Raleigh, N.C. — A bill that would require moped owners to have insurance narrowly won approval from the House Transportation Committee on Tuesday.
House Bill 148 would require moped drivers to carry liability insurance as of July 1, 2016.
Bill sponsor Rep. Phil Shepard, R-Onslow, said he's sympathetic to critics who say it will add another burden on moped drivers who are already struggling to get to jobs or to school. But he said the problem of moped-car accidents continues to rise, and car owners are left to pay the bills because the mopeds aren't insured.
"All I’m saying, not everybody that’s driving a moped is out there doing the right things," Shepard said. "I think the least we can do is require them to be responsible."
"We demand that the majority of our citizens in this state be responsible," agreed co-sponsor Rep. Rayne Brown, R-Davidson. "Why are we permitting a subgroup to be irresponsible?"
Sponsors said the price for liability insurance on a moped could cost anywhere from $90 a year as a second vehicle on a policy with a clean driving record to $380 for drivers with no other vehicle and a history of driving while impaired.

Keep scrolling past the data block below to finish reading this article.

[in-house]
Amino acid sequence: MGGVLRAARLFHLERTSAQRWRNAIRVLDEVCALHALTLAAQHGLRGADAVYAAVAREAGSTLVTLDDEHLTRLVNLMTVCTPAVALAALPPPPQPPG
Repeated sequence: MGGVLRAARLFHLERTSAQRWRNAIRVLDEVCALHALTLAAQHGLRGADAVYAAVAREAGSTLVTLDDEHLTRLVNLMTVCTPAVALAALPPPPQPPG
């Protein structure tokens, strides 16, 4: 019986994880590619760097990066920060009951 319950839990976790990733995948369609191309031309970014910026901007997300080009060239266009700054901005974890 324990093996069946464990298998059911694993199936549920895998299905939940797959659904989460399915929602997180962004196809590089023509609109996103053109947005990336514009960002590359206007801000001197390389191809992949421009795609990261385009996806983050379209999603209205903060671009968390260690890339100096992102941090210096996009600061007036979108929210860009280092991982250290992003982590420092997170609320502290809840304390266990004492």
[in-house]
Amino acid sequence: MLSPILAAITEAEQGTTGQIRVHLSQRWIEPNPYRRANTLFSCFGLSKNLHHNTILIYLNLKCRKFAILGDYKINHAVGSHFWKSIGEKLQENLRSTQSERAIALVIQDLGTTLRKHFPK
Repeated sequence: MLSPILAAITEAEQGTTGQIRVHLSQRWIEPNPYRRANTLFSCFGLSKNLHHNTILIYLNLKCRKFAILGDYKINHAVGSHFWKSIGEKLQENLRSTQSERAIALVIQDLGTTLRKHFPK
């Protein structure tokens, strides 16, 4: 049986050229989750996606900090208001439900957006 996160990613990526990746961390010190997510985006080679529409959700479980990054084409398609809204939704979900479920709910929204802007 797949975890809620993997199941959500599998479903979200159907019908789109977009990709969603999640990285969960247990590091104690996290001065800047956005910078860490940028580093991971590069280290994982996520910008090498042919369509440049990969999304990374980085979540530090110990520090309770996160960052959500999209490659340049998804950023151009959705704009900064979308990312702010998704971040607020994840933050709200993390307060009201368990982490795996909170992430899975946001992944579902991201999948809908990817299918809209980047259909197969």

"The only people riding these little scooters are people who don’t have insurance," pointed out Rep, Michael Speciale, R-Craven.
"If the risk is too great for an insurance company to take, then it’s too great for us to take," said co-sponosr Rep. Jay Adams, R-Catawba. "The information that I've looked at points to a high level of irresponsibility on the part of these moped riders."
"These under 50cc [mopeds] are used mostly by people who have lost their license, and this is how they get to work," Speciale said. "We’re going to force people onto bicycles, and then we’re going to have bicycles running into cars, and then we’re going say we need to register and insure them."
A second part of the bill that would have required safety inspections was removed by an amendment by Rep. Hugh Blackwell, R-Burke, despite support from the North Carolina Association of Police Chiefs.
"Insurance may be arguably a good thing, but there’s no evidence we’ve been presented – other than maybe anecdotal – that defective mopeds are causing any kind of accidents," Blackwell said. "It’s one more cost on these people we’ve described as being probably in financial straits to begin with."
The bill now moves to the House Insurance Committee.